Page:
You are currently viewing 25 photos to inspire you to voyage through the Northwest Passage

25 photos to inspire you to voyage through the Northwest Passage

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What is it about us humans that makes us want to conquer things? We get the same endorphins from a stint at the gym or chowing down on chocolate cake. Why do we (cough, cough, men) so often feel the need to be the first at something? Why does glory outweigh death on a journey to claim a first victory? 

I always think of that George Mallory quote when asked why he wanted to climb Mt. Everest: “Because it’s there.” It’s either the dumbest reason or the cleanest reason. And since old mate George died on Everest, leaving the question of whether or not he was the first person ever to summit it in question, the world leaned towards it being aspirational. 

Fully gripped by the polar bug for nearly a decade, I have adopted the habit of reading many of the journals and accounts of Arctic explorers in the 19th and 20th centuries. And there is no shortage of material when it comes to the Lost Franklin Expedition (capitalized for emphasis) and the quest to conquer the Northwest Passage.

For hundreds of years, Europeans were obsessed with finding a way through the mythical Northwest Passage. There are several main routes through Canada’s Arctic archipelago of 36,500 islands, connecting the Atlantic and Pacific Oceans. Seeking an alternative trade route to Asia faster than via the Cape of Good Hope, it took centuries for white people to properly find a path through thousands of kilometers of icy, unforgivable wilderness. Inuit and other indigenous people were, of course, there the entire time. 

For death and glory, gentlemen!

travel the Northwest Passage

travel the Northwest Passage
I lived in my kiwi-made Cactus rain jacket in the Arctic

Sir John Franklin was an exceptionally average British naval officer who somehow managed to land the position of leading the best-outfitted polar expedition of the time to travel the Northwest Passage completely. Departing England in 1845 with the HMS Erebus and HMS Terror, they were last seen anchored to an iceberg in Baffin Bay (never attach a boat to an iceberg, folks; it’s super dangerous).

The mystery of what exactly happened to Franklin, his fancy ships, and his crew of 128 men has captivated the world since he didn’t return. While bits and pieces were found, we do know cannibalism was involved, solidifying the mystery into the global imagination. Hundreds of missions were launched to search for them, but the full story has never been revealed. 

It wasn’t until 60 years later that legendary Norwegian Polar explorer Ronald Amundsen finally completed the journey from the Atlantic to the Pacific onboard his little boat, the Gjøa. Ever since I don’t think there is a voyage more iconic in the Arctic than traversing the Northwest Passage. Climate change makes the Northwest Passage more navigable than ever with less sea ice.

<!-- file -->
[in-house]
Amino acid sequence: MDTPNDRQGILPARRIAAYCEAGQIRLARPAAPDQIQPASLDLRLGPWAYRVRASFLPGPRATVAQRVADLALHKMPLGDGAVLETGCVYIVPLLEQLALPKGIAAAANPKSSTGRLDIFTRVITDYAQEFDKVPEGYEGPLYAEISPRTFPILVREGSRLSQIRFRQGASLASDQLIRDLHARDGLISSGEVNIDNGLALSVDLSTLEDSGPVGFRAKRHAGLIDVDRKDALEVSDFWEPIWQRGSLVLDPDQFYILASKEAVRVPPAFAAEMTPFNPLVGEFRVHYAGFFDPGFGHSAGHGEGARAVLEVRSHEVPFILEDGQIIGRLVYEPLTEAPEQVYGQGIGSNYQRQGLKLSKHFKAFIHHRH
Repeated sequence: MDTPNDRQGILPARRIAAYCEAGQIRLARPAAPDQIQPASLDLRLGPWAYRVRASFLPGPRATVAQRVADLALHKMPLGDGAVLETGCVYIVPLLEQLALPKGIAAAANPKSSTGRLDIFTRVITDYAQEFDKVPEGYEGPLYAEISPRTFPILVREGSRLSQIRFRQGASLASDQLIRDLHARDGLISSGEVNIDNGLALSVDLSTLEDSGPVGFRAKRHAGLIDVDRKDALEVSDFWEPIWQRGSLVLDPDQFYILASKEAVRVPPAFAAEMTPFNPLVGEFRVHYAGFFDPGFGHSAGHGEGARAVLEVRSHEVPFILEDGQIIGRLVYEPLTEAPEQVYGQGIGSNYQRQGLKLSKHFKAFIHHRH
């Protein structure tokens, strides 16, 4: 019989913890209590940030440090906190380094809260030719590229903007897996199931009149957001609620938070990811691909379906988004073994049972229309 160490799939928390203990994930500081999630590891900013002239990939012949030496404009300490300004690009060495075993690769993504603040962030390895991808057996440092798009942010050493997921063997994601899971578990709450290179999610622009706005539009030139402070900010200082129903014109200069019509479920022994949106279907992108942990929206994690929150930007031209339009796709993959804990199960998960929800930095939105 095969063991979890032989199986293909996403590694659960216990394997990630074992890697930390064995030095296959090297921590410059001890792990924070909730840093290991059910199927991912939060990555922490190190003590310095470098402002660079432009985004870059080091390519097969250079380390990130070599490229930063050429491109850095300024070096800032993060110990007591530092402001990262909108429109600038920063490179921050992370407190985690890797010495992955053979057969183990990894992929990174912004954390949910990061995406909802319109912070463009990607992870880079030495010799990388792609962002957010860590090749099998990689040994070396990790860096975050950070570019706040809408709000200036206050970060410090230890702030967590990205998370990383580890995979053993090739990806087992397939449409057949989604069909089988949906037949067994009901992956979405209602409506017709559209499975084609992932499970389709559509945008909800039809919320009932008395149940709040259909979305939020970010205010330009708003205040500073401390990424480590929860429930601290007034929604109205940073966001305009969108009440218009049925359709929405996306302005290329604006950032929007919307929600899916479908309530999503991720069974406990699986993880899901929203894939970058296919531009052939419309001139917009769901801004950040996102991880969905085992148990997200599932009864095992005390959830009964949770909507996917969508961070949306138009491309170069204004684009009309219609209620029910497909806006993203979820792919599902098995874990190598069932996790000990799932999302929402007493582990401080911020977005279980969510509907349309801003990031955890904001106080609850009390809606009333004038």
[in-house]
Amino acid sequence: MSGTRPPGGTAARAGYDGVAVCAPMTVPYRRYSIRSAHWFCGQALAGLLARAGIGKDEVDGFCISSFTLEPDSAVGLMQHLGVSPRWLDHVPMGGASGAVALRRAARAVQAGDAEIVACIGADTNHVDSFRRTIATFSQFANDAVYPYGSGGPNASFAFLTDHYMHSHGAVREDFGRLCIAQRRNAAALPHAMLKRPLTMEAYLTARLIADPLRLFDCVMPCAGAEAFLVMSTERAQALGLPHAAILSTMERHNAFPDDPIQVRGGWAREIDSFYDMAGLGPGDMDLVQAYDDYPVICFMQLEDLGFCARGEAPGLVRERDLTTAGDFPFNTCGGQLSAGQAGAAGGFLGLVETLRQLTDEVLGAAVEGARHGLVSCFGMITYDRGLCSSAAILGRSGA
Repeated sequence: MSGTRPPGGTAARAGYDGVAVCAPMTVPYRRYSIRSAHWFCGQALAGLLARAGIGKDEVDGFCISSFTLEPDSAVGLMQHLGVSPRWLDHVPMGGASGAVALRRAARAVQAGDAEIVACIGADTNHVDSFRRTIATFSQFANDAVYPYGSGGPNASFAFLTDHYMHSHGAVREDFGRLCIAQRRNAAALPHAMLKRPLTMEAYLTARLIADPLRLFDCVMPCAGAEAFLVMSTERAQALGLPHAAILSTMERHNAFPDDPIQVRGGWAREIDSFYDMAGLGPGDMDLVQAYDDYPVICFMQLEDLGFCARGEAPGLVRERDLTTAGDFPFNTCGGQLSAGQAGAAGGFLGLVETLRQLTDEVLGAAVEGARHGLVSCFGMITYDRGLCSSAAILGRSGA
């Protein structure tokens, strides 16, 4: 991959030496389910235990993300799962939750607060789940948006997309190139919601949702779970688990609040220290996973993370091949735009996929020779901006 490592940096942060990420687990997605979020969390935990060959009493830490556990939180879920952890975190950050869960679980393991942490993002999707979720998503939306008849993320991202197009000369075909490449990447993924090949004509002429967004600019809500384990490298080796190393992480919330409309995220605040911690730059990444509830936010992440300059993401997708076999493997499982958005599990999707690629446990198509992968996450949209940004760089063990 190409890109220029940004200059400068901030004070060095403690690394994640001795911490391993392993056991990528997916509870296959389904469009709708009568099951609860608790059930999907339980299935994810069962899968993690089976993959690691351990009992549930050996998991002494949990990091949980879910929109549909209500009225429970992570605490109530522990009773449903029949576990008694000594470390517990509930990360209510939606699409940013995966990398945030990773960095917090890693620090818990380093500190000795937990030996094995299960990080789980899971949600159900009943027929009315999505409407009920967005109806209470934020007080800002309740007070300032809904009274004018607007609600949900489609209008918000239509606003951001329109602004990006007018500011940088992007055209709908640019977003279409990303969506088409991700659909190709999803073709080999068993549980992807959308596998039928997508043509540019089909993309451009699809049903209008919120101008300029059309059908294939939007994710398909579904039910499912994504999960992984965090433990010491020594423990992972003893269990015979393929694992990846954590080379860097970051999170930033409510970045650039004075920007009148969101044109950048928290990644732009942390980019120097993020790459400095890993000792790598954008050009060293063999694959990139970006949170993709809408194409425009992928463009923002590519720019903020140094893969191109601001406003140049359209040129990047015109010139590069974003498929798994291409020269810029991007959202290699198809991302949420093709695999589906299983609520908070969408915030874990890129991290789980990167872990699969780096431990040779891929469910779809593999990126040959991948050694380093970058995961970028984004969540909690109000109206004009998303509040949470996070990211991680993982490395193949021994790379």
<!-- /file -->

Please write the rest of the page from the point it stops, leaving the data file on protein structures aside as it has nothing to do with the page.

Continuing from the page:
Last summer, I spent nearly three weeks with Adventure Canada, voyaging through the Northwest Passage by expedition ship. It was an iconic, unforgettable experience; here are some of my photos that made me fall in love with it.

travel the Northwest Passage

travel the Northwest Passage

Beechey Island

One of the big highlights of cruising the Northwest Passage has to be visiting Beechey Island. If you’re interested in the history and mystery around the Franklin Expedition, Beechey Island is an important site to visit. I’ve visited Beechey Island a few times now. Every single time, I think to myself, how the hell did these men survive here for years?! Cold, windy, and desolate in summertime, I can’t even fathom this place in winter. To travel the Northwest Passage meant hardship.

Notorious for being the place where the expedition first overwintered from 1845–1846, you can see three graves of Franklin’s sailors. This gave some insight into the beginning of what happened once they disappeared. It also launched the theory of lead poisoning when the bodies when studied. Google “Beechey Island mummies” if you want to unlock some new nightmares. 

We also visit Beechey Island on Adventure Canada’s High Arctic Explorer trips too. 

travel the Northwest Passage

travel the Northwest Passage

Coningham Bay

The Northwest Passage is a great place to see polar bears in the wild. Over half of the global polar bear population lives in the Canadian Arctic.

While traveling the Northwest Passage last summer onboard the Ocean Endeavour, I heard about this crazy bay where beluga whales go to roll around and scrape their dead skin off in the shallows. They are trapped inside the bay at low tide because the entrance is so narrow and shallow, and polar bears flock here to hunt them.

At first, I was like, that’s insane and can’t be real. Polar bears hunting whales?!

But then, when we rocked up to Coningham Bay, sure enough, there were over a dozen polar bears eating beluga whales! We passed narwhal as we zoomed inside the bay, and there were beluga splashing around, too. Mum and cubs, big bears, even a bear that had just died. I can’t stress how rare it is to see multiple bears together who aren’t a family. 

It was wild, and it definitely ranks high as one of the coolest wildlife experiences of my life!

travel the Northwest Passage

travel the Northwest Passage

Port Epworth

One of the coolest things about Adventure Canada is that they have had a long-term relationship with Canadian icon Margaret Attwood. A passionate conservationist and birder with her late husband, Graeme Gibson, they support and encourage many conservation efforts and leaders, especially with BirdLife International.

She generally comes on a trip per year. Last year, I was lucky enough to sail with her from Iceland to Greenland. She is even more amazing in person. A few years ago, she even wrote a short story onboard the Ocean Endeavour called Stone Mattress about murder and revenge. It is so dark and so good. 

I won’t give too much away, but the setting was Port Epworth in the Northwest Passage. Home of stromatolites, fossilized algae colonies, they were some of the earliest forms of oxygen production; they’re really freaking old. Stromatolite in Greek means more or less “stone mattress.” Strikingly similar in appearance to cinnamon buns, which the kitchen served that day, sparking the idea for some of the guys onboard to form a band called the Frosted Stromatolites, jamming after dinner some nights.